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In search of lost time: the neoclassical synthesis

  • De Vroey Michel

    (IRES, University of Louvain, Belgium)

  • Duarte Pedro Garcia

    ()

    (University of São Paulo – Av. Prof. Luciano Gualberto, 908 Departamento de Economia, FEA-USP Sao Paulo SP 05508010, Brazil)

Present-day macroeconomics has sometimes been dubbed “the new neoclassical synthesis”, suggesting that it constitutes a reincarnation of the neoclassical synthesis of the 1950s. This paper assesses this understanding. To this end, we examine the contents of the “old” and the “new” neoclassical syntheses. We show that the neoclassical synthesis originally had no fixed content, but two meanings gradually became dominant. First, it designates the program of integrating Keynesian and Walrasian theory. Second, it designates the methodological principle that in macroeconomics it is better to have alternative models geared towards different purposes than a hegemonic general equilibrium model. The paper documents that: (a) the first program was never achieved; (b) Lucas’s criticisms of Keynesian macroeconomics eventually caused the neoclassical synthesis program to vanish from the scene; (c) the rise of DSGE macroeconomics marked the end of the neoclassical synthesis mark II; and (d) contrary to present-day understanding, the link between the old and the new synthesis is at best weak.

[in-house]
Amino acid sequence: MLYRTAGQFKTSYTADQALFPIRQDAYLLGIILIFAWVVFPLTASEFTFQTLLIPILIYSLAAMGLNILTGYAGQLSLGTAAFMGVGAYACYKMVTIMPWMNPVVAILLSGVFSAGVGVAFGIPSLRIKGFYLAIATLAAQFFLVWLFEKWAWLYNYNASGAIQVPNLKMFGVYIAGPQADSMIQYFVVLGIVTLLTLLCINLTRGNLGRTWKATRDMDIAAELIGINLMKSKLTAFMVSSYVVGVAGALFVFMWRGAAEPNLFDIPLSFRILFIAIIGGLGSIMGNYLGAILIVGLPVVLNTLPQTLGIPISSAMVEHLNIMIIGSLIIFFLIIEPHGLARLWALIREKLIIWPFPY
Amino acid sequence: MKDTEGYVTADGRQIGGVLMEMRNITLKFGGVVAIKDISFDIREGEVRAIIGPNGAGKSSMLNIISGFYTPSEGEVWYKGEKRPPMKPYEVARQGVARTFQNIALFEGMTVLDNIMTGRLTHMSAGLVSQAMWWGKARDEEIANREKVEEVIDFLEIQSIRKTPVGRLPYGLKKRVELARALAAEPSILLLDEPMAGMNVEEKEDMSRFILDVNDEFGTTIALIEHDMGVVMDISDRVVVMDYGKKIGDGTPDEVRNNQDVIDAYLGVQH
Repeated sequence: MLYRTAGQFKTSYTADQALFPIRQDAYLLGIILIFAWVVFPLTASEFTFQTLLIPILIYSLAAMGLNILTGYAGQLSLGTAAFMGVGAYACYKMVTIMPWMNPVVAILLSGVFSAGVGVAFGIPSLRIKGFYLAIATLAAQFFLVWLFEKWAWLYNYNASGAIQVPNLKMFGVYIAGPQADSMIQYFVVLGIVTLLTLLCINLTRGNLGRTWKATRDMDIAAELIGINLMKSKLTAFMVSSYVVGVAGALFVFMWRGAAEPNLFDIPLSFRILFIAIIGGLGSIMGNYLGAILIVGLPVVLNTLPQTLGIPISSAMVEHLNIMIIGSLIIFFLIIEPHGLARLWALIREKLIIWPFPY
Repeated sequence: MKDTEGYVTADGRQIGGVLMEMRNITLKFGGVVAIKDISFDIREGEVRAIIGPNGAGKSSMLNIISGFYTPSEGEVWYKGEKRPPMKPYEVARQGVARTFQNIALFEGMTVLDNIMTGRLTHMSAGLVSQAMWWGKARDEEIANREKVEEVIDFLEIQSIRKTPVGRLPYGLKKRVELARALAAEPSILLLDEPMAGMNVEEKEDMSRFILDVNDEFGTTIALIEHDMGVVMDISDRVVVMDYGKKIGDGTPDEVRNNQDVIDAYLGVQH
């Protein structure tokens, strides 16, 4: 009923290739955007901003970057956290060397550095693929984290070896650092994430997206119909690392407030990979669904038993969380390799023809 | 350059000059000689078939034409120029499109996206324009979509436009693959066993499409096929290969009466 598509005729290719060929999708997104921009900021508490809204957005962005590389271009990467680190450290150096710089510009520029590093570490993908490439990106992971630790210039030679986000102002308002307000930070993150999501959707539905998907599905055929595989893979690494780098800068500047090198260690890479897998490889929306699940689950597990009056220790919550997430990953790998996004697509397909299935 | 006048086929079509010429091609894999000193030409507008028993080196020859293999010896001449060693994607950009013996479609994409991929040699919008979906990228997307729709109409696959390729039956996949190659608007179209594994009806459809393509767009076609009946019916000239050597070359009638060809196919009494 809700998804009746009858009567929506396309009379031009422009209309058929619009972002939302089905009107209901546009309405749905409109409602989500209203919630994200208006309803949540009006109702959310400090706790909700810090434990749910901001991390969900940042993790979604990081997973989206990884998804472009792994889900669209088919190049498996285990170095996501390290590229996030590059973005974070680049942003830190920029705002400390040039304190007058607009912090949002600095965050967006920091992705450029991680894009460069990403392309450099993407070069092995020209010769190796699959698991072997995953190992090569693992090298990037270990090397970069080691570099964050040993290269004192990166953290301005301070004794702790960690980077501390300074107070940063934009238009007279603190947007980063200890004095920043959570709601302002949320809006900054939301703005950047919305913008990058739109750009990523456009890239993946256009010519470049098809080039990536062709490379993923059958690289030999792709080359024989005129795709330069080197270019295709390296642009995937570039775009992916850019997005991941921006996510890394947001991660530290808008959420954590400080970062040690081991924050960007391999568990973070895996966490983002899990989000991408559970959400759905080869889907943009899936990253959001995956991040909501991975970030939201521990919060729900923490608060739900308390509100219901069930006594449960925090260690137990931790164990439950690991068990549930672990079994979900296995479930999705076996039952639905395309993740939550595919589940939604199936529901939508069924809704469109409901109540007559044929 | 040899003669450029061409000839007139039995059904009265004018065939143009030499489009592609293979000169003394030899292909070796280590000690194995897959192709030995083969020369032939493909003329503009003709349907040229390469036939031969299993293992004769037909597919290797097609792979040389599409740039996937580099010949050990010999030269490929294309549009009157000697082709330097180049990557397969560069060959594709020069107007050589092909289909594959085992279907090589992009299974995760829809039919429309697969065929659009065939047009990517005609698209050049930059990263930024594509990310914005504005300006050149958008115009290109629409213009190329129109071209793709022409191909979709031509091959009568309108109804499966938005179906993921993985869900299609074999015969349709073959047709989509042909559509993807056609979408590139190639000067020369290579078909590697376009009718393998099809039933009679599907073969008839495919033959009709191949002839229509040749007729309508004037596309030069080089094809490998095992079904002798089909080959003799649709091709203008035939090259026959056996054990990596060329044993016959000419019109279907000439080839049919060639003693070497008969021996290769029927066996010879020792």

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Article provided by De Gruyter in its journal The B.E. Journal of Macroeconomics.

Volume (Year): 13 (2013)
Issue (Month): 1 (January)
Pages: 1-31

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Handle: RePEc:bpj:bejmac:v:13:y:2013:i:1:p:1-31:n:1
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